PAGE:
Yogurt lovers have better diets

People who like yogurt may be enjoying more than its taste and texture. They also may be enjoying a better-balanced diet and getting more key nutrients than people who never eat the cultured dairy product,  new research shows.

People who like yogurt may be enjoying more than its taste and texture. They also may be enjoying a better-balanced diet and getting more key nutrients than people who never eat the cultured dairy product,  new research shows.

As a group, people who said they ate yogurt also reported consuming higher amounts of other good-for-you foods, such as fruits, vegetables, nuts, fish and whole grains, than did people who didn't eat yogurt. And their diets obtained fewer calories from processed meats, refined grains and beer than did the diets of non-yogurt eaters, according to the study, which received some funding from a yogurt manufacturer.

The peer-reviewed findings are available online in the journal Nutrition Research.

“Yogurt is a very good source of many shortfall nutrients – calcium, potassium, and magnesium – that Americans don't currently consume enough of,” said study author Paul Jacques of  Tufts University.  “Yogurt is a good way to meet your dietary requirements for nutrients that you may not be currently eating.”

Jacques is director of the nutrition epidemiology laboratory at the university’s Jean Mayer USDA Human Nutrition Research Center on Aging.

For this observational study, researchers analyzed data collected from slightly more than 6,500 adults, ages 19 to 89, all of them either the children or grandchildren of the original participants in the Framingham Heart Study. That Massachusetts-based study, which began in 1948 and followed its subjects for nearly 50 years, attempted to identify common causes of heart attack and stroke in a large group of people who had not yet developed these problems.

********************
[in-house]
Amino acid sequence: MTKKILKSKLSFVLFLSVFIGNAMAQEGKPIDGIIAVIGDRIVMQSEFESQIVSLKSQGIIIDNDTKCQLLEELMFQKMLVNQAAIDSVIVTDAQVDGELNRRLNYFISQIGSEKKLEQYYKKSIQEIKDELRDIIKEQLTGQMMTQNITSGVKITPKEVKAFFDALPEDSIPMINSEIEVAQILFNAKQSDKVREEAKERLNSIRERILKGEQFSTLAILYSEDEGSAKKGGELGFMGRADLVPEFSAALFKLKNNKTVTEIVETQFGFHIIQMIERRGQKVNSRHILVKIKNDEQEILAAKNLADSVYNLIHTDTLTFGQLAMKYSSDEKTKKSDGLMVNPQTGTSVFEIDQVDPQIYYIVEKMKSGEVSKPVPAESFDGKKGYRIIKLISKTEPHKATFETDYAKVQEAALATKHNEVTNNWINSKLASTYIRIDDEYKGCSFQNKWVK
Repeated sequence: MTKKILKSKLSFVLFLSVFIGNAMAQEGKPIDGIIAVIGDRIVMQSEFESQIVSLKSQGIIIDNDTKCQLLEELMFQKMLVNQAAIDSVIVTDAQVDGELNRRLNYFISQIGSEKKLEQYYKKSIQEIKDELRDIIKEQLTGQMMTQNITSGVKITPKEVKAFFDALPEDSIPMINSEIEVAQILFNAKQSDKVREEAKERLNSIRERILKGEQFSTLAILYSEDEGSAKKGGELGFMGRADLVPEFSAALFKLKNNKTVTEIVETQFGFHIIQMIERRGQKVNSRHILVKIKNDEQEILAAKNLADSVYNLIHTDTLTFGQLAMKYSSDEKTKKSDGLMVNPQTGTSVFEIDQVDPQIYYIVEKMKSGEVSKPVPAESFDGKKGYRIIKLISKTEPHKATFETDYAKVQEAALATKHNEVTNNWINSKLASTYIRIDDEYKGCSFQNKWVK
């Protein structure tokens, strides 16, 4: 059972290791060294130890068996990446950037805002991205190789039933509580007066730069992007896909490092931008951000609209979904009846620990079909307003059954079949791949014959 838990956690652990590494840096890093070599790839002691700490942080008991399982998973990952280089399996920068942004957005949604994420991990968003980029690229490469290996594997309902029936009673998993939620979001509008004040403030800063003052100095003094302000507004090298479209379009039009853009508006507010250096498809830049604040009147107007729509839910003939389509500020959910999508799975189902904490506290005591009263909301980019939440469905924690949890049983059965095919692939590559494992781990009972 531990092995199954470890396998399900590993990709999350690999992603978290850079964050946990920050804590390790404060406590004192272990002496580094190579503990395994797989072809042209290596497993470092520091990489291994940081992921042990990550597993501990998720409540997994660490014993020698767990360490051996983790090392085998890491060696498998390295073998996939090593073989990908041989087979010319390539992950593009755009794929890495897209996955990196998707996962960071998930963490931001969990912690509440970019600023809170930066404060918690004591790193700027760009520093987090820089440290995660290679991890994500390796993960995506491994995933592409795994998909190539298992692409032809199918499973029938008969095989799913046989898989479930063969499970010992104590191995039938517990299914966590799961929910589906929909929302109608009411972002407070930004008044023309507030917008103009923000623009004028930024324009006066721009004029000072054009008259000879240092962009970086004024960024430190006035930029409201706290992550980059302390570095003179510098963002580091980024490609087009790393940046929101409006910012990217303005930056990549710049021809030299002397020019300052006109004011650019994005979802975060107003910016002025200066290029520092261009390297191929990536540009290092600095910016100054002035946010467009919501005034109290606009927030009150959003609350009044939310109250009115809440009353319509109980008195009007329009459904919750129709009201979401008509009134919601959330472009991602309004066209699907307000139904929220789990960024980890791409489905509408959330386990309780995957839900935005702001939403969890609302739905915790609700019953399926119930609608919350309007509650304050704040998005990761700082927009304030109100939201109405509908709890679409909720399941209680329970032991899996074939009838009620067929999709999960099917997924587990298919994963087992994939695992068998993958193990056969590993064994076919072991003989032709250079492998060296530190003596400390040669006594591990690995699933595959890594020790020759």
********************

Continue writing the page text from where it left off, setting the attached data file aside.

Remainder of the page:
All the men and women in the yogurt study filled out a 126-item questionnaire, indicating how frequently they had eaten certain foods during the previous year.

Boosting shortfall nutrients

People participating in the study were asked to recall how often they ate a one-cup serving of yogurt. Their response was based on a 9-point scale, which ranged from a low of “never or less than one serving a month” to a high of "more than six servings a day.”

Researchers found that 53.8 per cent of the participants ate yogurt. (Among the women, 64 per cent were yogurt-eaters; among the men, 41 per cent were.) The average amount of yogurt eaten was two and one-quarter cups a week. Yogurt accounted for between 1 per cent and 6 per cent of daily calories depending upon how much people ate.

In addition to having a better-quality diet, the men and women who regularly spooned in some yogurt had higher potassium intakes. They also were 48 per cent less likely to have inadequate levels of calcium; 38 per cent less likely to be deficient in magnesium; and 55 per cent less apt to have shortfalls of vitamin B12, a nutrient lacking in most people’s diets.

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